Driving and Cell Phones Don’t Mix

This guest blog was written by Mark Ezzell, Director of the North Carolina Governor’s Highway Safety Program

Dedicated to reducing the numbers of traffic crashes and fatalities in North Carolina, the Governor’s Highway Safety Program – located administratively within the NC Department of Transportation – promotes efforts to reduce traffic crashes in North Carolina and promotes highway safety awareness through a variety of grants and safe-driving initiatives.

Distracted driving is nothing new. Since the invention of the automobile, drivers have been distracted by eating in the car, listening to the radio, talking with other passengers and other things.

But here’s what IS new- a handheld distraction delivery system called a cell phone, designed to instantaneously provide us phone calls, texts, news alerts and even games as quickly and regularly as possible.

These distractions make concentrating on any complex task, including driving, very difficult. Studies consistently show that drivers overestimate their own ability to safely multitask, even as they worry about the dangers of others doing it.

Distracted driving, including use of handheld cell phones while driving, causes many auto crashes. There were 2,841 fatalities in distraction-affected crashes nationwide, or 7.8% of total fatalities in 2018. So far this year, 43 people in North Carolina have been killed in crashes caused by distracted driving- and it’s only May. The actual number is likely much higher because distracted driving remains underreported.

The NC Governor’s Highway Safety Program (GHSP) works to prevent traffic crashes by coordinating and funding projects and campaigns to promote safe driving behaviors. Our “Booze It & Lose It” and “Click It or Ticket” campaigns were created through a partnership with insurance companies, law enforcement and safety professionals at GHSP, and those campaigns have helped drive down impaired driving deaths and increase seat belt use rates considerably.

But mobilizing a similar effort to decrease distracted driving is tougher because our laws are so weak. Our state law prohibits texting while driving, but other forms of cell phone use while driving are allowed for adult drivers.

This loophole makes many officers reluctant to charge for an offense that is so difficult to prove. How can law enforcement a tell that a person is texting as opposed to making a phone call? It also confuses drivers. Is using an app illegal? How about onboard GPS devices?

All across the country, states are passing laws are simple and clear: no cell phone use while driving. While specifics vary, these “handsfree” laws generally prohibit making or receiving calls, reading or sending texts, or any other activity that requires drivers to hold the phone in their hand while driving. As of this year 21 states, including surrounding states such as Virginia, Georgia and Tennessee, and the District of Columbia have passed handsfree laws.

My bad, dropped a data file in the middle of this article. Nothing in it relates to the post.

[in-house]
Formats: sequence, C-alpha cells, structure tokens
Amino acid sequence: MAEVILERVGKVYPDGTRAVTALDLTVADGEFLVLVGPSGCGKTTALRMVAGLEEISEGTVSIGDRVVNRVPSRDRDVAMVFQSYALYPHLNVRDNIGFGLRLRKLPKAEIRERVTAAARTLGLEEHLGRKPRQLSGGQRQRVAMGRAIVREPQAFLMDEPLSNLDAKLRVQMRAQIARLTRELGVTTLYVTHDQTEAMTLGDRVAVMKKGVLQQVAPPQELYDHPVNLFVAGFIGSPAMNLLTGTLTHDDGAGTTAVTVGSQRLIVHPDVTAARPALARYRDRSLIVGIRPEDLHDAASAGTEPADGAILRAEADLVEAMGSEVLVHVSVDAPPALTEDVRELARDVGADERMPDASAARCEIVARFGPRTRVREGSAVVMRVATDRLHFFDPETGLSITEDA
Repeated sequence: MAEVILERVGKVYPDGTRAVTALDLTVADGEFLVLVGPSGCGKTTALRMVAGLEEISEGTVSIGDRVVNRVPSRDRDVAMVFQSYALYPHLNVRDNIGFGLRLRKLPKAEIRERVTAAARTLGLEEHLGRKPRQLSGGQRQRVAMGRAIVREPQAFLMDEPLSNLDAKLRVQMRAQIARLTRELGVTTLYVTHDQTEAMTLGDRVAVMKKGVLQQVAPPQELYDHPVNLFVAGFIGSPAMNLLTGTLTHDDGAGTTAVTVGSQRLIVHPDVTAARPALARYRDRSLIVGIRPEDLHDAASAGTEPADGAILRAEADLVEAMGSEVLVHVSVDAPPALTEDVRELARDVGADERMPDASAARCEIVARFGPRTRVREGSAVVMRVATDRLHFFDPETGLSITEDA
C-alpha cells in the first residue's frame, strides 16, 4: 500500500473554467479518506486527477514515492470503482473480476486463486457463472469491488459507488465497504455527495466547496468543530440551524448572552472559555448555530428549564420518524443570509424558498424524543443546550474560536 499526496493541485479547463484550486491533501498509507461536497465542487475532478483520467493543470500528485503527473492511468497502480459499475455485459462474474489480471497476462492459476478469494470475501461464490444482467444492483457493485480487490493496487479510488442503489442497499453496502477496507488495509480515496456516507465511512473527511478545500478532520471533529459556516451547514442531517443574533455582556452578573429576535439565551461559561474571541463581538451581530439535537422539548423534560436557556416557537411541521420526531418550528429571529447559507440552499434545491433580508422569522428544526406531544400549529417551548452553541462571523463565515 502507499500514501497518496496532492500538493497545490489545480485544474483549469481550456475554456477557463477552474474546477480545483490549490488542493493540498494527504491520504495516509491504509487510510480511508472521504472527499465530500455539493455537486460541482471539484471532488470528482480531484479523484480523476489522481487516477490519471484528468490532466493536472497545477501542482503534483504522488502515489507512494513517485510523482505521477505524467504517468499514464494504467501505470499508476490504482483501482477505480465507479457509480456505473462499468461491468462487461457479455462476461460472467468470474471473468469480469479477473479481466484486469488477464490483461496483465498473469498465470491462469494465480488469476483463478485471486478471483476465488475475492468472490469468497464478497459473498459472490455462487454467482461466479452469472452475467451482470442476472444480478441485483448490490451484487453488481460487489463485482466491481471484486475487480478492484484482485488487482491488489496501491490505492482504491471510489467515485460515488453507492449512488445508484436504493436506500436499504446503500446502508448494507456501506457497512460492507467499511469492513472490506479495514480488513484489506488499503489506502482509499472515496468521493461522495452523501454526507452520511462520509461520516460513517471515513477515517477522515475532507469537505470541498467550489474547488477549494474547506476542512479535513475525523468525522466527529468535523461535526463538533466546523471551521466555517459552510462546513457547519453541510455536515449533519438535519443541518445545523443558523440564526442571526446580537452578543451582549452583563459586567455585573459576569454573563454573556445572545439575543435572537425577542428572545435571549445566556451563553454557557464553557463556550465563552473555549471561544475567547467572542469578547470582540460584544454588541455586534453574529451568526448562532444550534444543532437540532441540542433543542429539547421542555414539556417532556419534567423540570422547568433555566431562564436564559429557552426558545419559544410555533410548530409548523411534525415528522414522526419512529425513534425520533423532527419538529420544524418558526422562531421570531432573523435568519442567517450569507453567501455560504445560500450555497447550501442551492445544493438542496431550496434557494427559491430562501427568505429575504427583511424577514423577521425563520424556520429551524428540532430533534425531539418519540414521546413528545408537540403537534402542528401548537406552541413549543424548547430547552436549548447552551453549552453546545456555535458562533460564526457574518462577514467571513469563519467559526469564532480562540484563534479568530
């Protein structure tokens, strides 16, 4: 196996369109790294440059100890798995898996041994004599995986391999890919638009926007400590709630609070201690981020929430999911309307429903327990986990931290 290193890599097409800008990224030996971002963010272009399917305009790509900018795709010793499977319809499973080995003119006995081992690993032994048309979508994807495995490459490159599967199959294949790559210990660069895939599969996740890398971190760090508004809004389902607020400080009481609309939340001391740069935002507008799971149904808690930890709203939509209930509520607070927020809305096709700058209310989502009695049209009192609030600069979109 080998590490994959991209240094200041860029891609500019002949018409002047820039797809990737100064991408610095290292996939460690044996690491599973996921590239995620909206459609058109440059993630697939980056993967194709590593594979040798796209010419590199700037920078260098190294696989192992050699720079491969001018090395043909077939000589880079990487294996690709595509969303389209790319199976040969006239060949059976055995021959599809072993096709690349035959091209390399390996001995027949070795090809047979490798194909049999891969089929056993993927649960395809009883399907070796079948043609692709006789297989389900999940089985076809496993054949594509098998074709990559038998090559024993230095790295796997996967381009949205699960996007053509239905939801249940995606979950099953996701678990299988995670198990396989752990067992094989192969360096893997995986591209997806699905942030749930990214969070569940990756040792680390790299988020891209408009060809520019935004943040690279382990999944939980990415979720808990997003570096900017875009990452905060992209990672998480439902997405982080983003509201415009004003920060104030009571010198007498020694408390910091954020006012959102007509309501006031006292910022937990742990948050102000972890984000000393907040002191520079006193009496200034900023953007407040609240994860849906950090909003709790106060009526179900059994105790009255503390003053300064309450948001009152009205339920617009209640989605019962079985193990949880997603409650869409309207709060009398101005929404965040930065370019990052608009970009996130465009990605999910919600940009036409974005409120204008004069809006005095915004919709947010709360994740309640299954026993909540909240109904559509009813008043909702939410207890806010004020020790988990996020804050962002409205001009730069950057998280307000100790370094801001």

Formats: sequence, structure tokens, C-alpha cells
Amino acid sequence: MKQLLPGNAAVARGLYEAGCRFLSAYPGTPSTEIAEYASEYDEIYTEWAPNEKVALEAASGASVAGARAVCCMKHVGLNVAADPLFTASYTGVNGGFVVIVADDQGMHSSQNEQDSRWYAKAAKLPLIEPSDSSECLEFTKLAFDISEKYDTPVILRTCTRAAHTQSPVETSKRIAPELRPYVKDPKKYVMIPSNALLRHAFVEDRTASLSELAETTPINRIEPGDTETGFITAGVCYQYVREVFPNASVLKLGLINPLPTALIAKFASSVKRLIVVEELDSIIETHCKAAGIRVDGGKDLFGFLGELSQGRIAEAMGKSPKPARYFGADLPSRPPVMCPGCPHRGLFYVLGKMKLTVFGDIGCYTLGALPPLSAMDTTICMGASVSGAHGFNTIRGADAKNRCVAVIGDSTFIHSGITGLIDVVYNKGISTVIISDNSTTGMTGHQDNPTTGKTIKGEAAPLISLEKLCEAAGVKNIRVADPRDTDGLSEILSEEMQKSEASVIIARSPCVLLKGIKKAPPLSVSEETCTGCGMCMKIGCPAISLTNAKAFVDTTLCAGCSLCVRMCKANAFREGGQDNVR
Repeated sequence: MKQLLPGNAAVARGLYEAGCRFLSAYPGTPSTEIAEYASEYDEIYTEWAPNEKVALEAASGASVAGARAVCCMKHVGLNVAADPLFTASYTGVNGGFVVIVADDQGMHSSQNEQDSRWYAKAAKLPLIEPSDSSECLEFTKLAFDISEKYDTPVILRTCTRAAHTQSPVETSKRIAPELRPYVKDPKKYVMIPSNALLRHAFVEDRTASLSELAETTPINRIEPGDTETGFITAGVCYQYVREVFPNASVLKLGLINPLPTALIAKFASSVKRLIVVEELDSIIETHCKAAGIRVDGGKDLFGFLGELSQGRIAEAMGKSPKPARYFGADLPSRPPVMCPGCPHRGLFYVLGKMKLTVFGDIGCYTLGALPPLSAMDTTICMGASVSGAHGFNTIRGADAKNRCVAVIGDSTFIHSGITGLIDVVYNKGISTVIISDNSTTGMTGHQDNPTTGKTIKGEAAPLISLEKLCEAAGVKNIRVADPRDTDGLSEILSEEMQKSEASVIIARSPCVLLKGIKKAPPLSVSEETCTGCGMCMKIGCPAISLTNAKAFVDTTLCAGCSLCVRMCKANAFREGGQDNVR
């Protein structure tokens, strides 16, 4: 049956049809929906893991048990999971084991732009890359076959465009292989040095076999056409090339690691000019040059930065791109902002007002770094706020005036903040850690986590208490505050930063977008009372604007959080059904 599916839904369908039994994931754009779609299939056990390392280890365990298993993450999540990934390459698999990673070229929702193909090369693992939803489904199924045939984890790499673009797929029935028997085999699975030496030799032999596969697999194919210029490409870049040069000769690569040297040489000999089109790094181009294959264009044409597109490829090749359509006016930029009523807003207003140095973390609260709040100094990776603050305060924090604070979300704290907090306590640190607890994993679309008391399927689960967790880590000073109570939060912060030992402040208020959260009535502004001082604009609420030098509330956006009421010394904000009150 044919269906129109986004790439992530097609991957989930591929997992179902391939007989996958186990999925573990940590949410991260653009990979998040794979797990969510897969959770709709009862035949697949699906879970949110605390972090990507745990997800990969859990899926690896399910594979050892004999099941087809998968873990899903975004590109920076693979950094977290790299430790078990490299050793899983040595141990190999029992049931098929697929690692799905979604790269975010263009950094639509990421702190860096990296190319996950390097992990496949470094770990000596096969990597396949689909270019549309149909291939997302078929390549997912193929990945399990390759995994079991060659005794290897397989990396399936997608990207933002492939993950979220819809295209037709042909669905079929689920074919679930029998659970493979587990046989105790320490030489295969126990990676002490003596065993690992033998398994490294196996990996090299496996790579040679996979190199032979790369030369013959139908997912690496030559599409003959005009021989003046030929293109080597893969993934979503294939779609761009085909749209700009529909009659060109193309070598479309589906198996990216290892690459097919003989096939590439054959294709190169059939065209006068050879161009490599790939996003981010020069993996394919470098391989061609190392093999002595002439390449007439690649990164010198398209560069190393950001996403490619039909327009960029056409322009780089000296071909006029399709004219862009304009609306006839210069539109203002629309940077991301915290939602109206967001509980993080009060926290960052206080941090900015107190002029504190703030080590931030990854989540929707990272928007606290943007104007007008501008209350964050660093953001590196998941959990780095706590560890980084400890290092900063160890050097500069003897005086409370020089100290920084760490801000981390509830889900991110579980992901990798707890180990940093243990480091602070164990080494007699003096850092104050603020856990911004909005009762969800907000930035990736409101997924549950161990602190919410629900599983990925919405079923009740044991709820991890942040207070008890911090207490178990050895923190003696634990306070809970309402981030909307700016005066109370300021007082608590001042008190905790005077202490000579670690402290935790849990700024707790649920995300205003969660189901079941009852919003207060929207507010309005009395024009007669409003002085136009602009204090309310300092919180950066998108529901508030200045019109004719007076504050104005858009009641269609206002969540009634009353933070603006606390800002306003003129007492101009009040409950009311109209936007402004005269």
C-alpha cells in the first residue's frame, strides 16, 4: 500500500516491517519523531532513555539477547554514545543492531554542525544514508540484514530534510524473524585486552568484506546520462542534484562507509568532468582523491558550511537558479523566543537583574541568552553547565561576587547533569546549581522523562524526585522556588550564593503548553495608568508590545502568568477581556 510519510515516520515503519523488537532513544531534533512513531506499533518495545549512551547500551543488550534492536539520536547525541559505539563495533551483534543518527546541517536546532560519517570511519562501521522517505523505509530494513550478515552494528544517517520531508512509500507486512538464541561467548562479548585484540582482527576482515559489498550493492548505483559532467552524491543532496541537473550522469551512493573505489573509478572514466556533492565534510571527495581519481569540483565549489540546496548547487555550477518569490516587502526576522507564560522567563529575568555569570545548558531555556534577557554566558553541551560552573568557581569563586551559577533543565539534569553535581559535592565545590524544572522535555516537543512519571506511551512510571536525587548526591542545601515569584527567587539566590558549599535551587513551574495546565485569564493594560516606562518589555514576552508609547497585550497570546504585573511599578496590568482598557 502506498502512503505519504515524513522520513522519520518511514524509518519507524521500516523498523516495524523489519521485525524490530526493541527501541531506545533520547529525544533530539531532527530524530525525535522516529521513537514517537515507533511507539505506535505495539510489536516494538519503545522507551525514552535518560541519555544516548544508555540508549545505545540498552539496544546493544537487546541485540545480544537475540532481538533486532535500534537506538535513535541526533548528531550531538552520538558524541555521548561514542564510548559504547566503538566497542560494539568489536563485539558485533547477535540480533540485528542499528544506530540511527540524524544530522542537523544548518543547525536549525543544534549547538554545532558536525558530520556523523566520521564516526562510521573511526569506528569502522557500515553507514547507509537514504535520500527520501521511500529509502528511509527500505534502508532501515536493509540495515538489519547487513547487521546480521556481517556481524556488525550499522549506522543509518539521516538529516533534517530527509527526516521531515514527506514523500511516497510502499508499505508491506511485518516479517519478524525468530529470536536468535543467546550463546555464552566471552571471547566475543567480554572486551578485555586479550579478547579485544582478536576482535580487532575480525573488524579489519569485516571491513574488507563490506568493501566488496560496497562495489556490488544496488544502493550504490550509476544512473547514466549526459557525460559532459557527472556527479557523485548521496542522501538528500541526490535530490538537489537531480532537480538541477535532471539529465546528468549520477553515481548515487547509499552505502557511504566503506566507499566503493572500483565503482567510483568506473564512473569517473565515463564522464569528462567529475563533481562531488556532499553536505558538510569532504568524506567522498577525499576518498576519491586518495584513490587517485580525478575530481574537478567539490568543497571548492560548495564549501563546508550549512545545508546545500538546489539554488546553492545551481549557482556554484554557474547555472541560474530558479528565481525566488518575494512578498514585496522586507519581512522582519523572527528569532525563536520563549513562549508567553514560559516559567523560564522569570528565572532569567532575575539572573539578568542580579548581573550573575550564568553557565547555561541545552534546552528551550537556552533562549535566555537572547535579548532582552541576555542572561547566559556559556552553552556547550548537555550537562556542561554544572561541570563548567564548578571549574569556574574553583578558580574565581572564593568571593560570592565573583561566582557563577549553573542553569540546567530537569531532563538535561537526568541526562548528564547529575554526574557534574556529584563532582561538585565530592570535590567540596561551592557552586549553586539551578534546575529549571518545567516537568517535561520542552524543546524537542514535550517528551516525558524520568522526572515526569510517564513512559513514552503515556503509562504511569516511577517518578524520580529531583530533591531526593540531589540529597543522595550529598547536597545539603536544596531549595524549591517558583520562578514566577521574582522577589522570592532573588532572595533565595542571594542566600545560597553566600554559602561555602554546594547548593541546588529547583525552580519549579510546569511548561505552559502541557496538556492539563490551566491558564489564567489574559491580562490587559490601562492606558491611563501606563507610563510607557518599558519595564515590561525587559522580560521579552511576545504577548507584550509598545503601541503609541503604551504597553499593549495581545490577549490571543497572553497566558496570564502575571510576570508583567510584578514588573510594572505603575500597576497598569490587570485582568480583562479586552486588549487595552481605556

Preliminary reports and research show these laws result in fewer distracted driving crashes and deaths. In Georgia, the Highway Patrol reported 11 percent fewer traffic crash fatalities in 2018 than in 2017, when the handsfree law was passed.

A comprehensive handsfree law is not a total fix,  as driving is complex and requires our full attention in order to be done safely.

Distractions like screaming kids, reaching for your morning coffee, adjusting onboard technology and even conducting handsfree calls via Bluetooth can divide a driver’s attention. But data show handsfree laws work, especially when coupled with robust public awareness campaigns and high visibility enforcement efforts. GHSP can serve as a partner with the insurance industry to develop a comprehensive education and compliance effort educating North Carolinians about distracted driving issues.

An automobile is basically a 2000-pound guided missile. Piloting this missile down the freeway is complicated. It’s made even more complicated today, with so many distractions (including the emotional distraction brought about by the COVID-19 pandemic) to take our attention away from the road. We have a responsibility to lessen those distractions as much as possible.

GHSP has partnered with the insurance industry to help address major traffic safety problems such as impaired driving and low seat belt use. We look forward to again working with our partners in this industry to make distracted driving a thing of the past.

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